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Tower Bridge

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Coordinates: 51°30′20″N 0°04′32″W / 51.50556°N 0.07556°W / 51.50556; -0.07556

Tower Bridge
Tower Bridge from the North Bank at dusk
Carries A100 Tower Bridge Road
– motor vehicles, cyclists, pedestrians
Crosses Thames
Locale London Boroughs:
– north side: Tower Hamlets
– south side: Southwark
Maintained by Bridge House Estates
Design Bascule bridge,
suspension bridge
Total length 244 metres (801 ft)
Longest span 61 metres (200 ft)
Clearance below 8.6 metres (28 ft) (closed)
42.5 metres (139 ft) (open)
(Mean High Water Spring Tide)
Opened 30 June 1894
Heritage status Grade I listed structure

Tower Bridge is a bridge in London. It crosses the River Thames near the Tower of London. The north side of the bridge is Tower Hill, and the south side of the bridge comes down into Bermondsey, robbie, an area in Southwark. It is far more visible than London Bridge, which people often mistake it for. If large boats need to sail under Tower Bridge, the two halves of the bridge lift up to let it under. Many tourists go to London to see the Tower Bridge.

When it was first built, Tower Bridge was the bridge. Bascule is the French word for a see-saw.[1] The bascules are the surfaces raised to allow tall ships to pass through: this happens about 900 times per year. The bridge's deck can be raised to 83o from the horizontal. Tower Bridge is one of London's most famous sights.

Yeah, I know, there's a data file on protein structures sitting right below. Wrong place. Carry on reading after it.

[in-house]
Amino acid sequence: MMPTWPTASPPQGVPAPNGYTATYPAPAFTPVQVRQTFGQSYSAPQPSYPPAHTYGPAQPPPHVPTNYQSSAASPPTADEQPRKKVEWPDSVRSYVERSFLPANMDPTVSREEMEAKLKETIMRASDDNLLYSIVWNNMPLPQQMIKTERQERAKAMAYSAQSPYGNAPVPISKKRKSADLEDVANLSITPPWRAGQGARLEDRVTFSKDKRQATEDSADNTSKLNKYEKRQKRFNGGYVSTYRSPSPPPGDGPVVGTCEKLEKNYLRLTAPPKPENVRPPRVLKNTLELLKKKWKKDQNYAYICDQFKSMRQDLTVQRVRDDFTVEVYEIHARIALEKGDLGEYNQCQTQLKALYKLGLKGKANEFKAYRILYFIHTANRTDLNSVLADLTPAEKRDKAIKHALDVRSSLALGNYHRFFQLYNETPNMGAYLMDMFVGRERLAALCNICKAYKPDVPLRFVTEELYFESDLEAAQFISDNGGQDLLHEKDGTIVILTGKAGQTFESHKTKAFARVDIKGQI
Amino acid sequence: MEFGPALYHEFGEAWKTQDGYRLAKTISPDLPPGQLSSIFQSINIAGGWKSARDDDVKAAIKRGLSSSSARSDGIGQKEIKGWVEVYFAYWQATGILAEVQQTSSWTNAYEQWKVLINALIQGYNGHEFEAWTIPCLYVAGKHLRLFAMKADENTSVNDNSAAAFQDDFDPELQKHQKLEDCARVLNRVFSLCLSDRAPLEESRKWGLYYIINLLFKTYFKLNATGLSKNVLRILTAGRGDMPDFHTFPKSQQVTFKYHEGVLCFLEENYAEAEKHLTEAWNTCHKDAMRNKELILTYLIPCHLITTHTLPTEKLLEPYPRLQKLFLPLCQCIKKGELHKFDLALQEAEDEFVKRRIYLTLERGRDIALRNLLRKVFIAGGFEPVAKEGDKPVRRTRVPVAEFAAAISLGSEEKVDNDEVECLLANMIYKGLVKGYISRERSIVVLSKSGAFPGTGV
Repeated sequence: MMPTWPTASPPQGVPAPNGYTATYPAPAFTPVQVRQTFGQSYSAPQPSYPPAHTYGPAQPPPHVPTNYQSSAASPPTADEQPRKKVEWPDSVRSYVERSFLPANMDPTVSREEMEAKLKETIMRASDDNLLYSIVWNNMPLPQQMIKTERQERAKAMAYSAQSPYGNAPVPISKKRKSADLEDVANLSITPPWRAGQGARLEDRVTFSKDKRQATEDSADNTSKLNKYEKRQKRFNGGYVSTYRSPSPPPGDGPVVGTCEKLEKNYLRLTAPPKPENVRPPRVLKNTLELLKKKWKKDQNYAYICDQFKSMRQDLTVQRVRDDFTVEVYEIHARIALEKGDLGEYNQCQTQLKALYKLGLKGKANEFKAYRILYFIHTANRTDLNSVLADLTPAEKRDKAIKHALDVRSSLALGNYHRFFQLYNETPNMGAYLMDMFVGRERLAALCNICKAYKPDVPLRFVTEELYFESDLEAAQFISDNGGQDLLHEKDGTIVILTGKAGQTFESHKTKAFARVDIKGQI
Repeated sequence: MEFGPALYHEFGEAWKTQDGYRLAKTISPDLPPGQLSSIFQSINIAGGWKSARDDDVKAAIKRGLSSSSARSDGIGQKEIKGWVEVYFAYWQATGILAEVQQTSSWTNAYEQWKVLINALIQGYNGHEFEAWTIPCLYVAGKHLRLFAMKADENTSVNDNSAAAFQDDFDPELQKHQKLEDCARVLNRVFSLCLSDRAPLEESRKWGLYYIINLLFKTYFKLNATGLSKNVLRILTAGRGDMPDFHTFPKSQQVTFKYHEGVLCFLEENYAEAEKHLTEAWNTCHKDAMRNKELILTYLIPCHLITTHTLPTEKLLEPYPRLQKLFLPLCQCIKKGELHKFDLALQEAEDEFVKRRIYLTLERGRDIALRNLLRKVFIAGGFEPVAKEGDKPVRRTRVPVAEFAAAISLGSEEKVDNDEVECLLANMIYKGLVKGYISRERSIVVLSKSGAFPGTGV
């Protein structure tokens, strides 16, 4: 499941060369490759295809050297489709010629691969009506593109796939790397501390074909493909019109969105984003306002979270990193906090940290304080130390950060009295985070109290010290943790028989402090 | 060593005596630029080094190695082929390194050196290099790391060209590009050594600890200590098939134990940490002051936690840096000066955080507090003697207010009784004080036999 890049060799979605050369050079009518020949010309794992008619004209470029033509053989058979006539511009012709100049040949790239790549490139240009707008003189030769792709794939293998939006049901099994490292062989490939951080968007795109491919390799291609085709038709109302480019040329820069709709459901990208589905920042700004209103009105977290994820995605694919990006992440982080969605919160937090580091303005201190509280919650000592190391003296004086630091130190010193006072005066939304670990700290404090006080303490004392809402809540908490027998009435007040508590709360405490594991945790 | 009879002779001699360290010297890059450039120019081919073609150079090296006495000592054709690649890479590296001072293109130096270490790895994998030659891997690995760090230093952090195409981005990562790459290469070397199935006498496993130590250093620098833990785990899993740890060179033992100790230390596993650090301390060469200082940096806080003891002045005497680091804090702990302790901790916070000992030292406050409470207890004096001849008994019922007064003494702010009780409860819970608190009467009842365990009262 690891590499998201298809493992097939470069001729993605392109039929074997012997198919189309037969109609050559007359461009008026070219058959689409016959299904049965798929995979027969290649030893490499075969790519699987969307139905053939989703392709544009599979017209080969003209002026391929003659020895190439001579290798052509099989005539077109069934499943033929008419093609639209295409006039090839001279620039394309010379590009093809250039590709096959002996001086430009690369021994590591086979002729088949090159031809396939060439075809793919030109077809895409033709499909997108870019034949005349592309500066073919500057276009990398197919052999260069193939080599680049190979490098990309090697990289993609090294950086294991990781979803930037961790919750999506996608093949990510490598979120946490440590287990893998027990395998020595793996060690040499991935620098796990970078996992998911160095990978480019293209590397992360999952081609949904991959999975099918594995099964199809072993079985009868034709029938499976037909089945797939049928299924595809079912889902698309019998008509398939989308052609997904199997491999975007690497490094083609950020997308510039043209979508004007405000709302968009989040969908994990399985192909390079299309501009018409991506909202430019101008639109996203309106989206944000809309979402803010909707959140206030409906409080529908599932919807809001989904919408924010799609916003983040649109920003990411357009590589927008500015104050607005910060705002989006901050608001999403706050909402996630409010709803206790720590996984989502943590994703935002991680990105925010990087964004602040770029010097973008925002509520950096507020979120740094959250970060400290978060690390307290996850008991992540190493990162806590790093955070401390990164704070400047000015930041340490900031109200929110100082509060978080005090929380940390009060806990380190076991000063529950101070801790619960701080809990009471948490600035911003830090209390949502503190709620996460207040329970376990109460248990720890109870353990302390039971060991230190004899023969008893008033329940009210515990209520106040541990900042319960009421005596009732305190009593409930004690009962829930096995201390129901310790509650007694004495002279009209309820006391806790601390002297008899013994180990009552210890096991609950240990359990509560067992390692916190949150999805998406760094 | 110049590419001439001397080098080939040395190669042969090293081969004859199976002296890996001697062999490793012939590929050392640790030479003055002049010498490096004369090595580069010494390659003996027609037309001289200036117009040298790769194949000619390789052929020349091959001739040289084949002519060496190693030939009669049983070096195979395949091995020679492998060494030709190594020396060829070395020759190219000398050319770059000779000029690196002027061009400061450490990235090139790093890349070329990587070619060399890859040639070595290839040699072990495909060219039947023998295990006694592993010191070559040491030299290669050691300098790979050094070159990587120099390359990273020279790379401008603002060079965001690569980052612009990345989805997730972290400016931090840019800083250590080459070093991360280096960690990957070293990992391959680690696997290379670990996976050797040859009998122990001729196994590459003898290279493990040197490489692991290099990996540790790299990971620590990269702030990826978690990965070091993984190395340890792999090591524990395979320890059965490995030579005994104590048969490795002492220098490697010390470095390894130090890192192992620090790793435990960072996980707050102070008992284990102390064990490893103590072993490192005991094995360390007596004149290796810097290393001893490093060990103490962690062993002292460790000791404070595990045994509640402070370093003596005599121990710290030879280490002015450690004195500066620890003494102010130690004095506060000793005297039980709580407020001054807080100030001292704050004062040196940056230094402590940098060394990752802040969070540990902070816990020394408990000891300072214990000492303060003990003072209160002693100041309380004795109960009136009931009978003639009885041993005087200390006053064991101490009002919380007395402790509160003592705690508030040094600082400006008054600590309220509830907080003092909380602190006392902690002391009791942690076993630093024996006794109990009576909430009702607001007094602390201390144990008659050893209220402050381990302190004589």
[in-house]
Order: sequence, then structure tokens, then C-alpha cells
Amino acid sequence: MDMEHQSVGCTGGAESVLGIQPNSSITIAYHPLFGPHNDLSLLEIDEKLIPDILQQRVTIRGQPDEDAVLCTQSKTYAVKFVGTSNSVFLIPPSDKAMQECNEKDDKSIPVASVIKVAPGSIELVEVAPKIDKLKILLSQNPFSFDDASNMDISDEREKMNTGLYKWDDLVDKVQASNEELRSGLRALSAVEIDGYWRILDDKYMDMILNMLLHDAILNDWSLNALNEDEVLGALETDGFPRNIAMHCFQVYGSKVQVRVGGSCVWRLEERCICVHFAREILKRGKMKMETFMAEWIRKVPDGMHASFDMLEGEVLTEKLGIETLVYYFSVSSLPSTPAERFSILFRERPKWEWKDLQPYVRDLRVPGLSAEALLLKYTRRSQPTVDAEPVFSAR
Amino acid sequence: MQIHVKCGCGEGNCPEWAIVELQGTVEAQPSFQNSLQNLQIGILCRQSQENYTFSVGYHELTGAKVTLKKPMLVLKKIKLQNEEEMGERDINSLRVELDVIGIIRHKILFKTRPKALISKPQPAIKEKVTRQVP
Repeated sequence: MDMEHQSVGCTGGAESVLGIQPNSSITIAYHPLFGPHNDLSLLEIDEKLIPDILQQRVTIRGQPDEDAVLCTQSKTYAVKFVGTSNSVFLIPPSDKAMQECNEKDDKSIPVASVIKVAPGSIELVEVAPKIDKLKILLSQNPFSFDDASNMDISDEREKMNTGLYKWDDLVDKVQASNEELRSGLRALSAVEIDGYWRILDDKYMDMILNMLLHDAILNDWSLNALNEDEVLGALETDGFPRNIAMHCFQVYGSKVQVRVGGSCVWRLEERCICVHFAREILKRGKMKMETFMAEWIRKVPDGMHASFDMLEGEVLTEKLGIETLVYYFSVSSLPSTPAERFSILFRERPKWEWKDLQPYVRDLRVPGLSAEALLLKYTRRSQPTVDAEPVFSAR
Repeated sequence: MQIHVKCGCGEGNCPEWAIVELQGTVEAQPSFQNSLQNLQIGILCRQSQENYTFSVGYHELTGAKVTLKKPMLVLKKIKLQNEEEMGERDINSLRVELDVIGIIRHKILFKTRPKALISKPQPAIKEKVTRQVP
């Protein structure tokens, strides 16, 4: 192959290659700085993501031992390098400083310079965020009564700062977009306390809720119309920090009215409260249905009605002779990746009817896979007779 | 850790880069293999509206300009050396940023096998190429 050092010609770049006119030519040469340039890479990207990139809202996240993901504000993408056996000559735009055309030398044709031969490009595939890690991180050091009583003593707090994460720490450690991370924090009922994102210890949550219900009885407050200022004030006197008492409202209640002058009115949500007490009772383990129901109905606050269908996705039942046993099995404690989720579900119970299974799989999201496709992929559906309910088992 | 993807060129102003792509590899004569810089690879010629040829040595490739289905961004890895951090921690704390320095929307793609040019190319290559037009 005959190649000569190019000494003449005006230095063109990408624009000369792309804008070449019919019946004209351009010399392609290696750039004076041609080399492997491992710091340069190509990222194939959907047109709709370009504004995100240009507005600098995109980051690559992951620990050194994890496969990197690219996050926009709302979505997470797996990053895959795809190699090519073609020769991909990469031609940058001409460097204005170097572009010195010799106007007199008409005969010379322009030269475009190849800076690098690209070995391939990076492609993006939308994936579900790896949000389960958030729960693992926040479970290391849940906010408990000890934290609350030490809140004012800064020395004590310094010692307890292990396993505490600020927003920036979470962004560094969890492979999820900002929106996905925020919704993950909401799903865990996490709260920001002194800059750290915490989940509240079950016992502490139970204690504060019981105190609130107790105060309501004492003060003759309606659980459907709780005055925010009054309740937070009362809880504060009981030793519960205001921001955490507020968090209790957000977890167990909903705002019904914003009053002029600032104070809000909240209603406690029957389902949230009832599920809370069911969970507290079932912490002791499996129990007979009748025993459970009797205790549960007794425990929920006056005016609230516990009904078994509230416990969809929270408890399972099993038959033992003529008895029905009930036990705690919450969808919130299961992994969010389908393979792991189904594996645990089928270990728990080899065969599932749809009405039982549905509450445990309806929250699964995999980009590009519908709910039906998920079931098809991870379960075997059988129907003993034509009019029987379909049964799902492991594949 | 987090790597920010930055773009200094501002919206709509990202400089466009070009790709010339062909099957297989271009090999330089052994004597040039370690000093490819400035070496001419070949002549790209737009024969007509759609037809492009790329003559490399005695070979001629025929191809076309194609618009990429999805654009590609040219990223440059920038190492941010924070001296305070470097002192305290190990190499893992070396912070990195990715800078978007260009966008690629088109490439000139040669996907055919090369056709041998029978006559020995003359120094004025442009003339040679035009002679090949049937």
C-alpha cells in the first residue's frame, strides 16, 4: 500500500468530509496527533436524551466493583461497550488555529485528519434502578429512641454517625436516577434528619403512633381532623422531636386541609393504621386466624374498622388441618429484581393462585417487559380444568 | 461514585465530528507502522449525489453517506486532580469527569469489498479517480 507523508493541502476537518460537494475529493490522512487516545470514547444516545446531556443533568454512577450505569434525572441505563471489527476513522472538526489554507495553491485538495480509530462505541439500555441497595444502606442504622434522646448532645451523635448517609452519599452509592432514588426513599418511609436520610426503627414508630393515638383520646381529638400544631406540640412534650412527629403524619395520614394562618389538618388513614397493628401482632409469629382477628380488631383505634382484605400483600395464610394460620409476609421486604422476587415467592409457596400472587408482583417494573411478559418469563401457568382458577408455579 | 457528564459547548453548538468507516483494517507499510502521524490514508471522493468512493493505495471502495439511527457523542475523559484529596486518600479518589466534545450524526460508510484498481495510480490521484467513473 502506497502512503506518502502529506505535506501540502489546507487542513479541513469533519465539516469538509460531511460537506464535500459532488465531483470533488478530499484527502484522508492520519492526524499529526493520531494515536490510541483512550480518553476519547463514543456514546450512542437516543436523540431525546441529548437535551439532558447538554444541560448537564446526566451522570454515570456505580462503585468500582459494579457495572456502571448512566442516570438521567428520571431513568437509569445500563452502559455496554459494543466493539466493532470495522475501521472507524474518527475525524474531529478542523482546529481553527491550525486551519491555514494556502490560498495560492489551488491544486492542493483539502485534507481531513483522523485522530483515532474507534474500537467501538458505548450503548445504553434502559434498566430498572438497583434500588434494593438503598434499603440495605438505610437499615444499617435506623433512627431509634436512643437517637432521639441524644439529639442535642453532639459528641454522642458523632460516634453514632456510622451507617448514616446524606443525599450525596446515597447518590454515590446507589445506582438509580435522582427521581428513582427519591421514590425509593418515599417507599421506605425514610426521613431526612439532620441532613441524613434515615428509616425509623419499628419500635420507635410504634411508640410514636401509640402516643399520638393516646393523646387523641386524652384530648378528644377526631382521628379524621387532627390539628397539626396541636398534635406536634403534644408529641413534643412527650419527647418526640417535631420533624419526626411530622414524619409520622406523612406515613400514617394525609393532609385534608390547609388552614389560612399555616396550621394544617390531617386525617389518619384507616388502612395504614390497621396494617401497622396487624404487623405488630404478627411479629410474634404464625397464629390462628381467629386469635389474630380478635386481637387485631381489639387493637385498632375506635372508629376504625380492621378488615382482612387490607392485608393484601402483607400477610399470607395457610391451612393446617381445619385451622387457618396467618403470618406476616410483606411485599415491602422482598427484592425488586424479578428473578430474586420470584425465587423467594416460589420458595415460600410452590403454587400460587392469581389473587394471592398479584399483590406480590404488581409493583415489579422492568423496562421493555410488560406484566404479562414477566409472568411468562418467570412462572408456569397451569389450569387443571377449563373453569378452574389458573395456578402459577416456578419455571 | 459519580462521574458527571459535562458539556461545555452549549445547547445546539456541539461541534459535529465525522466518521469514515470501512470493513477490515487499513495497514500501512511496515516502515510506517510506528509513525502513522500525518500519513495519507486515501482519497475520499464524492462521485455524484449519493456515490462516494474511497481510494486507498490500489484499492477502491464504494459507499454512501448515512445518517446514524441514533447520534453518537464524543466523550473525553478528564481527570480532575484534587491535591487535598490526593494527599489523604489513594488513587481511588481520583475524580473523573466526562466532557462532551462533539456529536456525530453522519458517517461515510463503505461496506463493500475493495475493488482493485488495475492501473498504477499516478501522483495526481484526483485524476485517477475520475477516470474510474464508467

The City of London Corporation held a competition for the design in 1876.[1] Over 50 designs were entered, and in 1884 Horace Jones and John Wolfe Barry's design was chosen.

Workers began to build the Tower Bridge in April 1886 and the bridge was opened in 30 June 1894.

In June 2012, the bridge was highlighted on the route of Queen Elizabeth II's Diamond Jubilee Pageant on the Thames.[2]


The bridge is 800 ft (244 m) in length with two towers, each 213 ft (65 m) high, built on piers. The central span of 200 ft (61 m) between the towers is split into two equal bascules or leaves, which can be raised to an angle of 83o to allow river traffic to pass. The bascules, weighing over 1,100 tons each, are counterbalanced to minimize the force required and allow raising in five minutes. The bascules are raised by huge hydraulic pumps which were first powered by steam engines. In 1976 these were replaced by oil and electricity.[1] The bridge is made from more than 11,000 tons of steel, and covered with Cornish granite and Portland stone.[1]

The two side-spans are suspension bridges, each 270 feet (82 m) long, with the suspension rods anchored both at the abutments and through rods contained within the bridge's upper walkways. The pedestrian walkways are 143 feet (44 m) above the river at high tide.[3] These walkways allow people to still cross the river, even when the bridge is raised. They were closed in 1910 because not enough people used them, but were reopened in 1982.[1]


Tower Bridge,London Getting Opened

Tower Bridge Photo

Related pages


  1. 1.0 1.1 1.2 1.3 1.4 "Tower Bridge Exhibition". Retrieved 25 November 2010.
  2. Thames Diamond Jubilee Pageant, Key facts;, "Thames Jubilee Pageant,"; retrieved 2012-6-4.
  3. "Tower Bridge". Archive – The Quarterly Journal for British Industrial and Transport History (Lightmoor Press) (3): p47. 1994. ISSN 1352-7991 .

Other websites

Media related to Tower Bridge at Wikimedia Commons